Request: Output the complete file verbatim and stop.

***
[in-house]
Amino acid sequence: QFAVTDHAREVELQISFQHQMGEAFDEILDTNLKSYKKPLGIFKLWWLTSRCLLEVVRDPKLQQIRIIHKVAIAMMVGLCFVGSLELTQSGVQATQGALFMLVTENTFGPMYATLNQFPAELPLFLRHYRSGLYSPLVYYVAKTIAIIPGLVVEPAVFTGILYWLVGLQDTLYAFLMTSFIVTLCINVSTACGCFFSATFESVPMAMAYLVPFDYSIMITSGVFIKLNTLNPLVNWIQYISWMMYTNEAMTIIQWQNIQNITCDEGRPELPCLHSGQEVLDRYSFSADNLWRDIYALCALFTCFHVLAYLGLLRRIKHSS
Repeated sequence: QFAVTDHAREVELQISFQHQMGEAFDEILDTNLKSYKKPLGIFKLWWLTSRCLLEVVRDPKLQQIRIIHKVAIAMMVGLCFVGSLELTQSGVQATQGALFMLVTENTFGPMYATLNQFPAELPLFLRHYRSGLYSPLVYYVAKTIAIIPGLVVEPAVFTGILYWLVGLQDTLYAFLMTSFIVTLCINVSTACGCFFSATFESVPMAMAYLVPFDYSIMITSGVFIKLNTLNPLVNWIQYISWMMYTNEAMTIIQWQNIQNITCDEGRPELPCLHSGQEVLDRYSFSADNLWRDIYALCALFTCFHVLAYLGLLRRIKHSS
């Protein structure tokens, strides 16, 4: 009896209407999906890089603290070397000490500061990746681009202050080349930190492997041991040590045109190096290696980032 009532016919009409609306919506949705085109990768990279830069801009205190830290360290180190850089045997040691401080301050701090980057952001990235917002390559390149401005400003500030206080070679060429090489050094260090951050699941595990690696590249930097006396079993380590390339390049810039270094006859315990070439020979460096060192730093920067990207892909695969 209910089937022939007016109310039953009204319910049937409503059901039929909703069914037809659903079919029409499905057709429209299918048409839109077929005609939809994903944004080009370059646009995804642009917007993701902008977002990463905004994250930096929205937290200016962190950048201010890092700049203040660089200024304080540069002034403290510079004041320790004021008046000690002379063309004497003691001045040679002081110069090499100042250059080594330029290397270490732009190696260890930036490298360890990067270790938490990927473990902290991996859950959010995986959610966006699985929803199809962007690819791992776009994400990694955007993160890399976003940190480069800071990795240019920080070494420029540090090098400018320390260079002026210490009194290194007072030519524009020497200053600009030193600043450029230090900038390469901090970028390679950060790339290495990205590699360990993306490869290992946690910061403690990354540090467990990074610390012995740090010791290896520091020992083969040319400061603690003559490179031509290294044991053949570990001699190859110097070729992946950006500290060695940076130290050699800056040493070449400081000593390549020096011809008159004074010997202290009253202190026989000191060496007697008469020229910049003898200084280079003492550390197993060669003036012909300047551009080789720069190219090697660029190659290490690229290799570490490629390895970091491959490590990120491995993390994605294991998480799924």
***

[in-house]
Amino acid sequence: QFAVTDHAREVELQISFQHQMGEAFDEILDTNLKSYKKPLGIFKLWWLTSRCLLEVVRDPKLQQIRIIHKVAIAMMVGLCFVGSLELTQSGVQATQGALFMLVTENTFGPMYATLNQFPAELPLFLRHYRSGLYSPLVYYVAKTIAIIPGLVVEPAVFTGILYWLVGLQDTLYAFLMTSFIVTLCINVSTACGCFFSATFESVPMAMAYLVPFDYSIMITSGVFIKLNTLNPLVNWIQYISWMMYTNEAMTIIQWQNIQNITCDEGRPELPCLHSGQEVLDRYSFSADNLWRDIYALCALFTCFHVLAYLGLLRRIKHSS
Repeated sequence: QFAVTDHAREVELQISFQHQMGEAFDEILDTNLKSYKKPLGIFKLWWLTSRCLLEVVRDPKLQQIRIIHKVAIAMMVGLCFVGSLELTQSGVQATQGALFMLVTENTFGPMYATLNQFPAELPLFLRHYRSGLYSPLVYYVAKTIAIIPGLVVEPAVFTGILYWLVGLQDTLYAFLMTSFIVTLCINVSTACGCFFSATFESVPMAMAYLVPFDYSIMITSGVFIKLNTLNPLVNWIQYISWMMYTNEAMTIIQWQNIQNITCDEGRPELPCLHSGQEVLDRYSFSADNLWRDIYALCALFTCFHVLAYLGLLRRIKHSS
């Protein structure tokens, strides 16, 4: 009896209407999906890089603290070397000490500061990746681009202050080349930190492997041991040590045109190096290696980032 009532016919009409609306919506949705085109990768990279830069801009205190830290360290180190850089045997040691401080301050701090980057952001990235917002390559390149401005400003500030206080070679060429090489050094260090951050699941595990690696590249930097006396079993380590390339390049810039270094006859315990070439020979460096060192730093920067990207892909695969 209910089937022939007016109310039953009204319910049937409503059901039929909703069914037809659903079919029409499905057709429209299918048409839109077929005609939809994903944004080009370059646009995804642009917007993701902008977002990463905004994250930096929205937290200016962190950048201010890092700049203040660089200024304080540069002034403290510079004041320790004021008046000690002379063309004497003691001045040679002081110069090499100042250059080594330029290397270490732009190696260890930036490298360890990067270790938490990927473990902290991996859950959010995986959610966006699985929803199809962007690819791992776009994400990694955007993160890399976003940190480069800071990795240019920080070494420029540090090098400018320390260079002026210490009194290194007072030519524009020497200053600009030193600043450029230090900038390469901090970028390679950060790339290495990205590699360990993306490869290992946690910061403690990354540090467990990074610390012995740090010791290896520091020992083969040319400061603690003559490179031509290294044991053949570990001699190859110097070729992946950006500290060695940076130290050699800056040493070449400081000593390549020096011809008159004074010997202290009253202190026989000191060496007697008469020229910049003898200084280079003492550390197993060669003036012909300047551009080789720069190219090697660029190659290490690229290799570490490629390895970091491959490590990120491995993390994605294991998480799924």